The utility of the space and its scale are perfect: sitting on the floor, leaning against the walls while making baskets, the women studying there laugh and chat across the circle. While the money from the stipend and the friendship of their colleagues is the main reason they give for why they like the programme, they are not ignorant of, or inarticulate regarding, the qualities of the architecture. Asked about the buildings, Mediatrice Mukagagera says she loves the roof, while 78-year-old Veronica Ngirabarera exclaims: ‘Can’t you see that it is circular?’ Mimicking the circular action of weaving with her slender old fingers, she says it inspires them in their work.
As blocks of light cross the room from between the bricks, they settle on the women’s bright dresses, the scene like the very picture of Africa. This is both reassuring and disturbing. Reminded of Baudrillard’s simulacra, where the simulation is more real than the real thing, the overt ‘tribal’ organicism of the curved buildings on a circular plan looks like an icon of Africa. Sharon Davis Design claims it drew upon Rwandan vernacular architecture to generate the building form, notably the Royal Palace of the Rwandan monarchy located in the town of Nyanza.
‘The value of the project is potentially that of a brand or a flagship, a place that signifies the programme. Ironically, this makes the project potentially a piece of starchitecture’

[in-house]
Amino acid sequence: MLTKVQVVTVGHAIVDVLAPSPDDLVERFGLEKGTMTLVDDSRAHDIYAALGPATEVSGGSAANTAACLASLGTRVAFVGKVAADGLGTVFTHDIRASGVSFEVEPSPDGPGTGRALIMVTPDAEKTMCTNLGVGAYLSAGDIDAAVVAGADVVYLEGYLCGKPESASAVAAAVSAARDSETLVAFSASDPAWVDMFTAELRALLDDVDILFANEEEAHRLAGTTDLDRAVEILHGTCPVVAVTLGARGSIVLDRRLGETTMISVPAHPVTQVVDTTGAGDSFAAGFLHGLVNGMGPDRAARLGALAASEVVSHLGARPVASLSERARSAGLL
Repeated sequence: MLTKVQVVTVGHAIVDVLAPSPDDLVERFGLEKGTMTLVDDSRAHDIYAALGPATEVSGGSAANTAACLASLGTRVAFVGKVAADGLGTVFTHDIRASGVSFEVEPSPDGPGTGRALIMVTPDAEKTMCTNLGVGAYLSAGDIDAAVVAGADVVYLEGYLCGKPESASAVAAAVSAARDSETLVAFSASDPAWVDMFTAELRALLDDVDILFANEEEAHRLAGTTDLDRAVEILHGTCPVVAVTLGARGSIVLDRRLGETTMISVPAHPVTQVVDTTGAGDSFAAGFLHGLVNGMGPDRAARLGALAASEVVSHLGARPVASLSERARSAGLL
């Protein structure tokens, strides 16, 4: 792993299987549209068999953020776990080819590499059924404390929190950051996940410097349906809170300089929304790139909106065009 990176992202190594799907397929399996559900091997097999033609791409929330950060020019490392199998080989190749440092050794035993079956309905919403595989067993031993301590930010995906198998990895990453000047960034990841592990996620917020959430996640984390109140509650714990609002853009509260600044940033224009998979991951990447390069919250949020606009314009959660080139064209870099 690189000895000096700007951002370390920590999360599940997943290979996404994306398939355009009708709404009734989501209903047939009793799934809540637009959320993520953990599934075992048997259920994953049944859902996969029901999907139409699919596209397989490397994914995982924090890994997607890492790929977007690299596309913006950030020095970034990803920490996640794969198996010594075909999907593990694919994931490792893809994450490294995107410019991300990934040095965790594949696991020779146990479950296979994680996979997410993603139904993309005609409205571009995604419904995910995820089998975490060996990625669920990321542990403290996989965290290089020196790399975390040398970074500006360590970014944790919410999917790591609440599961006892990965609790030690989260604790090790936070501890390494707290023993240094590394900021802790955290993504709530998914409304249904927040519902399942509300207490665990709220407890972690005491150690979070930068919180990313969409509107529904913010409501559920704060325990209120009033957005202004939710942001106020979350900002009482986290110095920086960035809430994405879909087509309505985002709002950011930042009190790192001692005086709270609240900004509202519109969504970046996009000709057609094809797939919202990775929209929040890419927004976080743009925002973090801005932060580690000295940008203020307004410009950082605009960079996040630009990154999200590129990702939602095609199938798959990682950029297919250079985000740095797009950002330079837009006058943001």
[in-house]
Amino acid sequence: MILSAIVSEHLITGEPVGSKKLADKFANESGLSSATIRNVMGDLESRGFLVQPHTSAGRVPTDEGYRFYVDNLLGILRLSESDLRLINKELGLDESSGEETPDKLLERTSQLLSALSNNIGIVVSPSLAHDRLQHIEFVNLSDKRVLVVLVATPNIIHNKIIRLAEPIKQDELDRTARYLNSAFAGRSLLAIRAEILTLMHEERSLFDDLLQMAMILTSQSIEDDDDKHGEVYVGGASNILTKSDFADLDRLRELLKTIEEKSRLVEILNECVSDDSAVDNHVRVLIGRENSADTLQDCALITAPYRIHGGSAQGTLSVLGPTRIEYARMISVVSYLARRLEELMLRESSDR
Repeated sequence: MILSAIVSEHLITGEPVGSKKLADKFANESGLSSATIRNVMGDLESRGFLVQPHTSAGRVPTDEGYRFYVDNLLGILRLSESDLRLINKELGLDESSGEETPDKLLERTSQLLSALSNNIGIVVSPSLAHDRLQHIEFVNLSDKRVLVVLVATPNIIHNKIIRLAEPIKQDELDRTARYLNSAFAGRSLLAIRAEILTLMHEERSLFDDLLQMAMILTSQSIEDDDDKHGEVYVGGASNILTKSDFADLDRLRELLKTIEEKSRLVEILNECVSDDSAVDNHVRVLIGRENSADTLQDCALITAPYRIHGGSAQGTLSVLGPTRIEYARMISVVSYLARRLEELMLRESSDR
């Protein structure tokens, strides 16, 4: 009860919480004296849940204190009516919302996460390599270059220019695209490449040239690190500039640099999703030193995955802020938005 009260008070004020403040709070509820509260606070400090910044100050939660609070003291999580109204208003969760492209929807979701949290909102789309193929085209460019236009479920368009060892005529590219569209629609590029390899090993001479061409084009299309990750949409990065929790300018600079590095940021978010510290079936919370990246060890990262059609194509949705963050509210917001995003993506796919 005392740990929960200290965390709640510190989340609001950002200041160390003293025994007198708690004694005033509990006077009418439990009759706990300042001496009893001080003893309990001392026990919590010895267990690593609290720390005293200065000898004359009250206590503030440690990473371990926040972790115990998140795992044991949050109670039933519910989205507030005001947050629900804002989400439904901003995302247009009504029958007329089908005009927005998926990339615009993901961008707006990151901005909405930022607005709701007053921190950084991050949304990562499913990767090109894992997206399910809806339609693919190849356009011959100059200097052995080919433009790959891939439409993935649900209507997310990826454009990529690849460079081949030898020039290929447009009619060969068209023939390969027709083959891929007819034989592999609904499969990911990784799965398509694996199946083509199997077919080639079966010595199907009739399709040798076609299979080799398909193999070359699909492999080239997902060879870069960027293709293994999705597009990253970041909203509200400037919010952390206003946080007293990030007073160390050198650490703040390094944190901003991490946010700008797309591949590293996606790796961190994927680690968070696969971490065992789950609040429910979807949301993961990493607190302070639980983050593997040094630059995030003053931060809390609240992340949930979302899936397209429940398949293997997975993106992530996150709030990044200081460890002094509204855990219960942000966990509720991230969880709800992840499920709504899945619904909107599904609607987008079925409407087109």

This is Tubane’s first visit to the centre and, even though she does not know the types to which the buildings refer, she says they are appropriate because they are ‘African’. When I ask her if she thinks they are successful she says: ‘Yes, I wish all our projects had buildings like this!’ This response demonstrates that the value of the project is potentially that of a brand or a flagship, a place that signifies the programme. Ironically, this makes the project potentially a piece of starchitecture.
In the book Dwellings, Paul Oliver notes that vernacular architecture is built to meet specific needs and ‘may be adapted over time as needs and circumstances change’. It is also instructive to see how the buildings have been occupied and modified. In 2011 the Rwandan government enforced an ‘anti-thatch’ campaign, replacing thatched roofs with galvanised iron as a move to modernise housing. In a comment on the BBC blog where this was reported, a Hutu respondent claimed the outlawing of thatch targeted Hutus as using such housing is their tradition. This demonstrates that being specific about a vernacular for Rwanda is difficult and nuanced by the latent history of the country’s ethnicities.
Womens Opportunity Centre Sharon Davis Design 02
Source: Samantha Reinders
We did not see the type of vernacular buildings from which the designers drew inspiration in our travels to and from the site; instead most buildings were rectangular, made of mud brick and with galvanised iron roofs. When I asked the four women with whom we spoke whether they were familiar with circular building forms like this, only one, 80-year-old Rachel Nyirabuseruka, said that she had seen this type of building before. This gives an indication that such a vernacular form may have disappeared in recent years.